The US is more interested in Germany as a place to do business than widely thought. But that may not necessarily translate into increased US investment -- at least not until German consumers begin spending again.
Even German cars don't enjoy the status they once did in the US
Over the past few years, Germany's image has an economic powerhouse has suffered considerably in the US. American cars are now considered more reliable than the hallowed Mercedes -- once considered the quintessence of superior quality and durability.
Even Germany's unemployment rate of more than ten percent is quite baffling to Americans more accustomed to their own jobless rates of five percent and lower.
Yet surprisingly, Germany is enjoying something of a renaissance in the US this summer. A recent cover of the British news magazine The Economist, which is widely read in the US, was headlined "Germany's Surprising Economy" and showed a picture of the national emblem of the country, the eagle, flexing its biceps.
Several experts confirm that Germany is once again on the radar screens of big US firms.
Robert Bergmann, representative of German industry in Washington, said that interest in Germany's economic muscle was set to increase.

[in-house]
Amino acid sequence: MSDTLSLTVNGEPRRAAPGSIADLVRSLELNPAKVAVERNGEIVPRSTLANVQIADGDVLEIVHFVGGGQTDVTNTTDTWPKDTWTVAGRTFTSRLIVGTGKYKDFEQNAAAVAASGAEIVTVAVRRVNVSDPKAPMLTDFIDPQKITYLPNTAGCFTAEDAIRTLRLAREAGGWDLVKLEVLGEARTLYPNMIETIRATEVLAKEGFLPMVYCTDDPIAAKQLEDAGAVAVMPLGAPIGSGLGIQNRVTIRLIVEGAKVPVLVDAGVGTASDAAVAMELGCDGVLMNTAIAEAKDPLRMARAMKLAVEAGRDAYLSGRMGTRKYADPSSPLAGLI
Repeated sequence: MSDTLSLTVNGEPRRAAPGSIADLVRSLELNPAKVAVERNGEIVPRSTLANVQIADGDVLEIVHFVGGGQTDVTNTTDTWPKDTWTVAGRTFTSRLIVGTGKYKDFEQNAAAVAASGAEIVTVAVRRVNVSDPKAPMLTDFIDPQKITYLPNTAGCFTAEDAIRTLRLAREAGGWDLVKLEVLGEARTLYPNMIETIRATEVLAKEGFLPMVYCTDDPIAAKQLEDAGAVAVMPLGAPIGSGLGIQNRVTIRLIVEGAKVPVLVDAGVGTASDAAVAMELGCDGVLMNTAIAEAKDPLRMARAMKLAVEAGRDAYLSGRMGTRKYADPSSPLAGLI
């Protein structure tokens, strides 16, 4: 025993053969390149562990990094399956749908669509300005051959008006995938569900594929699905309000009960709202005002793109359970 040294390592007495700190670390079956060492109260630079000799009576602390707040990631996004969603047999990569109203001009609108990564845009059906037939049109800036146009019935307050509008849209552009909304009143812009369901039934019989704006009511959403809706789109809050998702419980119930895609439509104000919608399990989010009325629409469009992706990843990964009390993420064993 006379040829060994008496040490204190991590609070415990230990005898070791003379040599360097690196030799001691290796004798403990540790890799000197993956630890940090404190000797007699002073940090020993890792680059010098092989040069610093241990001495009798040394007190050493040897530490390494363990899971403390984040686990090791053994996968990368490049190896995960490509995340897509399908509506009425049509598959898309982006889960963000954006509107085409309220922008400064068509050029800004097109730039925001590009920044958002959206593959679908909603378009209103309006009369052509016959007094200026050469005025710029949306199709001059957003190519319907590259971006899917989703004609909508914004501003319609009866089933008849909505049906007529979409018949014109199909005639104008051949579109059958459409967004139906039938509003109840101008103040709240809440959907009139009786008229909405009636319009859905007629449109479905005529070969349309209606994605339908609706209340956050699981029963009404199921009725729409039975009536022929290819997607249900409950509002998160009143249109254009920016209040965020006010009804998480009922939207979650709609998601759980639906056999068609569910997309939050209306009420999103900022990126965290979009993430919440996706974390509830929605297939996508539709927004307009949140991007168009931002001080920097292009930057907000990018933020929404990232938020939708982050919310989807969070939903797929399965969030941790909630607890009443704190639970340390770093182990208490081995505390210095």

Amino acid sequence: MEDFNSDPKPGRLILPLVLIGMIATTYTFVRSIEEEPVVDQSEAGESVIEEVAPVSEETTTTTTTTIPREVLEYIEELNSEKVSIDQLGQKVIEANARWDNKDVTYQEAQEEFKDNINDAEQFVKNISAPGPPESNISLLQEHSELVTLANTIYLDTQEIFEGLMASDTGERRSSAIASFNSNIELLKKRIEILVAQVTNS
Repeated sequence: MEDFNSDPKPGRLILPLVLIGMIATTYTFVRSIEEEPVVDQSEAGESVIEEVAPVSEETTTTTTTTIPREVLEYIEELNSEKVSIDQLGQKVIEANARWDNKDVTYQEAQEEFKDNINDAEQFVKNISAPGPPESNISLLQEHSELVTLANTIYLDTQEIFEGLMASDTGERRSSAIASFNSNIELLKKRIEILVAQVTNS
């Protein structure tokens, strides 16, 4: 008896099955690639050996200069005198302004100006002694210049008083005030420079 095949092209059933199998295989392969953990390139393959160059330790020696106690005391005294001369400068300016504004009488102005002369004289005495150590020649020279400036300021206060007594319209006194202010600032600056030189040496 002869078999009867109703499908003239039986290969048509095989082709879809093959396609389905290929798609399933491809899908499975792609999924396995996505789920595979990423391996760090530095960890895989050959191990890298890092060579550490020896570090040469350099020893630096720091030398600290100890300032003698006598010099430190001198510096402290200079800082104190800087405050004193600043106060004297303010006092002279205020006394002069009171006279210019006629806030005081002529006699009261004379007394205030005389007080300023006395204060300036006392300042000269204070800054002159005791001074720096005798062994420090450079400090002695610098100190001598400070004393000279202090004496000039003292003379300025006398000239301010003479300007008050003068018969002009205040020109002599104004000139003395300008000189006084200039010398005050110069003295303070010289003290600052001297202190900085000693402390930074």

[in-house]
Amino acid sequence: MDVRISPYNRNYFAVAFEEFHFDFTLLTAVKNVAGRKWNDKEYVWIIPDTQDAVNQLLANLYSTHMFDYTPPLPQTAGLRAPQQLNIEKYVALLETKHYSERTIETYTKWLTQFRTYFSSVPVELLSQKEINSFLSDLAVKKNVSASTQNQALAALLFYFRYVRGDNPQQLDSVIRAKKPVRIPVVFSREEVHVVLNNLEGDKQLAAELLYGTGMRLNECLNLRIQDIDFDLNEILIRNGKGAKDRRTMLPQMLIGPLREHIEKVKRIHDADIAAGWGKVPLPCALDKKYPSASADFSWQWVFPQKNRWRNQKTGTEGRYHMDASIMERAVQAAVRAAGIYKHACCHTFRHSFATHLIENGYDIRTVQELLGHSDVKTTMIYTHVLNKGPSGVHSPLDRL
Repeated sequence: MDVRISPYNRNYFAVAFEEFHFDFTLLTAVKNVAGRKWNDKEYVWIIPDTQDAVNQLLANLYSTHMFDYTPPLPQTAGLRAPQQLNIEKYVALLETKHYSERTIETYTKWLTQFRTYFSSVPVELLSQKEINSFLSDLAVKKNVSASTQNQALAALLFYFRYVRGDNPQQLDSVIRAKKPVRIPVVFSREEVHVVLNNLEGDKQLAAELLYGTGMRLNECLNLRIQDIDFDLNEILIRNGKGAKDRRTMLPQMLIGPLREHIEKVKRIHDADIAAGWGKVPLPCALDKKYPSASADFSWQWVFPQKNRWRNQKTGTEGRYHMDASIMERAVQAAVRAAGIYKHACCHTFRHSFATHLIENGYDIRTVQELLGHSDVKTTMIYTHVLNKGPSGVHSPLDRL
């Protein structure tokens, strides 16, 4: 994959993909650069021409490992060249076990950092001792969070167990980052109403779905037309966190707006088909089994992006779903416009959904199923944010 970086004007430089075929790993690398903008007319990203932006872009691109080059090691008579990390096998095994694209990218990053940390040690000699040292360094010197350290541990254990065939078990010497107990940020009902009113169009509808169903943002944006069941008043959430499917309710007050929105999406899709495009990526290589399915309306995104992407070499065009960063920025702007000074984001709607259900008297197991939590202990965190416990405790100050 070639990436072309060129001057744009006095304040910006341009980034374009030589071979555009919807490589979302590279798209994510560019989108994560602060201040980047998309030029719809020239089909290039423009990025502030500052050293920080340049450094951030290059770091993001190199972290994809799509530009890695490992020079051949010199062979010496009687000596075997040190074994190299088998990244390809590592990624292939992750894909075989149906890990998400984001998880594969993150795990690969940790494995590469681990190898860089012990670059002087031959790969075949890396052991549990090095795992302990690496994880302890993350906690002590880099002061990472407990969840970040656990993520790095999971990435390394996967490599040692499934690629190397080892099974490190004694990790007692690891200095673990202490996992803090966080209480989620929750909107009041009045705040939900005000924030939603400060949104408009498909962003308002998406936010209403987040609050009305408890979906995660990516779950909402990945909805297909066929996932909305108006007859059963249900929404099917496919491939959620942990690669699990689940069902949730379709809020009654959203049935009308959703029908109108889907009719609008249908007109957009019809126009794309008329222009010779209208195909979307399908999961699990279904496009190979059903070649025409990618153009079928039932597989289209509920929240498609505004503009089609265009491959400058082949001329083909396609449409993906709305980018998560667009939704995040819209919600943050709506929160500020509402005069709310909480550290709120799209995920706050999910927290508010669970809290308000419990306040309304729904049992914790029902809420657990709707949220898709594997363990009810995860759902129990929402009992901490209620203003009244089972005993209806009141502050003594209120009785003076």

"The American estimation of Germany hasn't changed fundamentally as yet. But there are definitively signs that there's solid potential in Germany," Bergmann said.
Joe Quinlan, chief strategist at the Bank of America agreed. "Contrary to some prejudices, Germany is an attractive market for US firms -- with healthy fundamentals and well-qualified workers, particularly in the field of technology," Quinlan said. "However I want more growth-oriented reforms. And the more growth there is, the more investment there will be."
Die im Januar 2005 von Siemens veroeffentlichte Aufnahme zeigt die Produktion von Handys vom Typ M65 im Werk Kamp-Lintfort. Der neue Siemens-Vorstandsvorsitzende Klaus Kleinfeld schliesst einen Verkauf der schwaechelnden Handy-Sparte nicht aus. Alle Optionen seien offen, sagte Kleinfeld der "Welt am Sonntag", 6. Feb. 2005. (AP Photo, Siemens)
Quinlan added that Germany could look forward to big growth potential thanks not only to its highly skilled labor force, but also because of its geographical location.
"Right next to Germany there is a kind of mini-China -- central Europe," said Quinlan. "The low corporate taxes in eastern Europe and the well-trained workers there will drive forward European and German companies."
More domestic consumption needed
However, the US -- home to some of the world's largest companies -- does have one clear demand of Germany: more domestic consumption.
US experts on Germany agree that finally it's not just growing exports but rather bigger domestic demand that is a prerequisite for a sustainable economic upswing.
"Naturally the German soft drinks market is under strong pressure due to weak domestic demand," said Kay Falk from Coca-Cola Germany. But he added that his company had to try to buck the trend. "For our company Germany remains one of the most attractive markets in the world. That's why we're promising ourselves future growth."